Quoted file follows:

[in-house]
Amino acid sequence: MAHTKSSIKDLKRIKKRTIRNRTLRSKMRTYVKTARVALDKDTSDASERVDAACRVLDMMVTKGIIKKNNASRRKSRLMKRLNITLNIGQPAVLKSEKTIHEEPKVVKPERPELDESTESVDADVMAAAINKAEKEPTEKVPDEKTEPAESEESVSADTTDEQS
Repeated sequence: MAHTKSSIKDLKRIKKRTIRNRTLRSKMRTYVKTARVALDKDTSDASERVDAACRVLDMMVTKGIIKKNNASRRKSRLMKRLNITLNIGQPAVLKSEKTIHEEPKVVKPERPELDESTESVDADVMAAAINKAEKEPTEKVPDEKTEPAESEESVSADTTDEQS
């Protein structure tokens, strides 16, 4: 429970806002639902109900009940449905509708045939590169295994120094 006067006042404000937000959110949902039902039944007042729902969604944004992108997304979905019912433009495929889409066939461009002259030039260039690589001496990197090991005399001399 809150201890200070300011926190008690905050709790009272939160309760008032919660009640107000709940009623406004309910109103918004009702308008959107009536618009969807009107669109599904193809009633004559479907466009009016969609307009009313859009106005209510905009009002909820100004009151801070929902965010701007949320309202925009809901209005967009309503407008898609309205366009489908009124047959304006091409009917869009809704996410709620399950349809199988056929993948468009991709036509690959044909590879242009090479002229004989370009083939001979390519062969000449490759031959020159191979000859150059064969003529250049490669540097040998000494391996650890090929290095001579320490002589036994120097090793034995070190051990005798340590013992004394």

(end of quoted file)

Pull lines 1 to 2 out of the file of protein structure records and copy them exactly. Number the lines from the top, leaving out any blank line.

[in-house]
Amino acid sequence: MAHTKSSIKDLKRIKKRTIRNRTLRSKMRTYVKTARVALDKDTSDASERVDAACRVLDMMVTKGIIKKNNASRRKSRLMKRLNITLNIGQPAVLKSEKTIHEEPKVVKPERPELDESTESVDADVMAAAINKAEKEPTEKVPDEKTEPAESEESVSADTTDEQS